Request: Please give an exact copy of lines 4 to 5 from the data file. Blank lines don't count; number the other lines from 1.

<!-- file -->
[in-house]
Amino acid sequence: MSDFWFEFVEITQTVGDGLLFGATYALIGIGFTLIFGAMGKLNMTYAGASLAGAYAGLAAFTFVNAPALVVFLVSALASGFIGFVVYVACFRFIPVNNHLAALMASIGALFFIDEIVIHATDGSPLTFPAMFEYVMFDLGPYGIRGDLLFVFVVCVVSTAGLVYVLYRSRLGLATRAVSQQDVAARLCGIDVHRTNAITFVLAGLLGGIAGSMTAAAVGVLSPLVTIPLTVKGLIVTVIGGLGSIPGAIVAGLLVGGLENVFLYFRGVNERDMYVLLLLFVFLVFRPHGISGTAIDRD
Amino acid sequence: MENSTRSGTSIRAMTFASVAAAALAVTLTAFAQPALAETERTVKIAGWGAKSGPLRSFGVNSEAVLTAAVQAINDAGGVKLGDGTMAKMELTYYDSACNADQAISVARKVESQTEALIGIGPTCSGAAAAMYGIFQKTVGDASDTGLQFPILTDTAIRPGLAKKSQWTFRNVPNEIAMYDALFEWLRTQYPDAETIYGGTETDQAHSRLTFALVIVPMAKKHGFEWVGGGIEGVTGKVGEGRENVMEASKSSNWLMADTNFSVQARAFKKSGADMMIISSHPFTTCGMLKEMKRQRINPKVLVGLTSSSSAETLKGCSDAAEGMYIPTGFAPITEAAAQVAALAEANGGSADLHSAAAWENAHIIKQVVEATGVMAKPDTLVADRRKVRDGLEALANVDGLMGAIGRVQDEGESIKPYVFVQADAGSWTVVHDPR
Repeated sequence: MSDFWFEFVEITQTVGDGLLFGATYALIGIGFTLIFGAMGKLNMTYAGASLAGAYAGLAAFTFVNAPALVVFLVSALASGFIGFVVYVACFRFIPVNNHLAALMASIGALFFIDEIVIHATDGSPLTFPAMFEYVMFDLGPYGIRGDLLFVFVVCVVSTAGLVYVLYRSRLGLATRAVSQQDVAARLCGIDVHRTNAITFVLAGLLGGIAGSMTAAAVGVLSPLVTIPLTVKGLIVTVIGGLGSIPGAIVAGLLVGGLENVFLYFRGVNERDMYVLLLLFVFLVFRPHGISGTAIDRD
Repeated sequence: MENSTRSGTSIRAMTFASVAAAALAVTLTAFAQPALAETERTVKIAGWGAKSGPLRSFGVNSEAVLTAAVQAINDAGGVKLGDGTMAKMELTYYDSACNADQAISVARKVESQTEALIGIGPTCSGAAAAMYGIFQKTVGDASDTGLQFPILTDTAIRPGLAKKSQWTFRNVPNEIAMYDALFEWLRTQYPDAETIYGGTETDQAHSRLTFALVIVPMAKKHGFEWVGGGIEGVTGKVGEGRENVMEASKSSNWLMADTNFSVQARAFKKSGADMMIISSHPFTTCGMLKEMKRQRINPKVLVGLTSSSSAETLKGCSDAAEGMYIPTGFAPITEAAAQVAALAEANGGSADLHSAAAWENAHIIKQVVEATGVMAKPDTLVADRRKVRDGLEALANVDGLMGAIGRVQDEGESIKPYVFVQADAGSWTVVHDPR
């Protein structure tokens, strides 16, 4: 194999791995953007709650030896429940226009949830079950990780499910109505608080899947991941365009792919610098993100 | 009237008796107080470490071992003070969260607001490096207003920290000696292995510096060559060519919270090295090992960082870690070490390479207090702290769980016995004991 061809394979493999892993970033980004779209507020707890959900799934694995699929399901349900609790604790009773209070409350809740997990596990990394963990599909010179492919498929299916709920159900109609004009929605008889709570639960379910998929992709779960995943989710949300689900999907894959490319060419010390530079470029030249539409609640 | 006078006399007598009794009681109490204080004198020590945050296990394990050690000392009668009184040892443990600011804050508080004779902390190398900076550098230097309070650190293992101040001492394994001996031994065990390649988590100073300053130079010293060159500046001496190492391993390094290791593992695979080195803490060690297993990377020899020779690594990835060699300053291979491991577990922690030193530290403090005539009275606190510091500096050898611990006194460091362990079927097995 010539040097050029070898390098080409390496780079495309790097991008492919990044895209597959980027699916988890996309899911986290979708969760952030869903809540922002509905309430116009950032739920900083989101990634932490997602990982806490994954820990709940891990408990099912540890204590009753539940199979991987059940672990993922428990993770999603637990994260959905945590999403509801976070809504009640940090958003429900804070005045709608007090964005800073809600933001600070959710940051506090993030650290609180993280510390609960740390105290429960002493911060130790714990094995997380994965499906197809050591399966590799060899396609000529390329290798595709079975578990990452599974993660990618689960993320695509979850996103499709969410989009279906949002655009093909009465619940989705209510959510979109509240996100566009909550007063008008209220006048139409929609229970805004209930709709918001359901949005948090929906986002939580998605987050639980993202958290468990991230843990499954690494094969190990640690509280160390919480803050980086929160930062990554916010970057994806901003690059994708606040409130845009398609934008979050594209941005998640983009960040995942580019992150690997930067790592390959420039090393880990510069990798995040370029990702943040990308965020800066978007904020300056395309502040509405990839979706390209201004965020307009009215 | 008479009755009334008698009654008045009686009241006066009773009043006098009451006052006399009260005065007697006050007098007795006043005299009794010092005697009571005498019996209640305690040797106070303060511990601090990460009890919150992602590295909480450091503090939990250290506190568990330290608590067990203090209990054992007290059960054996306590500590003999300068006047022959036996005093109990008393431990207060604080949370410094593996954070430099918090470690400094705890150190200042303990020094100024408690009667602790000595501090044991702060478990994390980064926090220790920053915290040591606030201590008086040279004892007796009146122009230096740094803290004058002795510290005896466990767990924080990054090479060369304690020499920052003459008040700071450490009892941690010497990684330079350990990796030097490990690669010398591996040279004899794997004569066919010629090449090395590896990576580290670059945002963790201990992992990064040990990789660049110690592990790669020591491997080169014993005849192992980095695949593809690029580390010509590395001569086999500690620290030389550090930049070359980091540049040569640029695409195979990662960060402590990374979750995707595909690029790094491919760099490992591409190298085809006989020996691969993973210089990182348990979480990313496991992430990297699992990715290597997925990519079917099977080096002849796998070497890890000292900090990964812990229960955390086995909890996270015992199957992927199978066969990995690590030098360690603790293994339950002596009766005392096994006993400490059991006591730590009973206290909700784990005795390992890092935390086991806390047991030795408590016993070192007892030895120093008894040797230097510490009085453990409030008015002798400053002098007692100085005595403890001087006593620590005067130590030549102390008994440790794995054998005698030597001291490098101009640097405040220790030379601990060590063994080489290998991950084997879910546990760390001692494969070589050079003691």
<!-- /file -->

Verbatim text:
Repeated sequence: MSDFWFEFVEITQTVGDGLLFGATYALIGIGFTLIFGAMGKLNMTYAGASLAGAYAGLAAFTFVNAPALVVFLVSALASGFIGFVVYVACFRFIPVNNHLAALMASIGALFFIDEIVIHATDGSPLTFPAMFEYVMFDLGPYGIRGDLLFVFVVCVVSTAGLVYVLYRSRLGLATRAVSQQDVAARLCGIDVHRTNAITFVLAGLLGGIAGSMTAAAVGVLSPLVTIPLTVKGLIVTVIGGLGSIPGAIVAGLLVGGLENVFLYFRGVNERDMYVLLLLFVFLVFRPHGISGTAIDRD
Repeated sequence: MENSTRSGTSIRAMTFASVAAAALAVTLTAFAQPALAETERTVKIAGWGAKSGPLRSFGVNSEAVLTAAVQAINDAGGVKLGDGTMAKMELTYYDSACNADQAISVARKVESQTEALIGIGPTCSGAAAAMYGIFQKTVGDASDTGLQFPILTDTAIRPGLAKKSQWTFRNVPNEIAMYDALFEWLRTQYPDAETIYGGTETDQAHSRLTFALVIVPMAKKHGFEWVGGGIEGVTGKVGEGRENVMEASKSSNWLMADTNFSVQARAFKKSGADMMIISSHPFTTCGMLKEMKRQRINPKVLVGLTSSSSAETLKGCSDAAEGMYIPTGFAPITEAAAQVAALAEANGGSADLHSAAAWENAHIIKQVVEATGVMAKPDTLVADRRKVRDGLEALANVDGLMGAIGRVQDEGESIKPYVFVQADAGSWTVVHDPR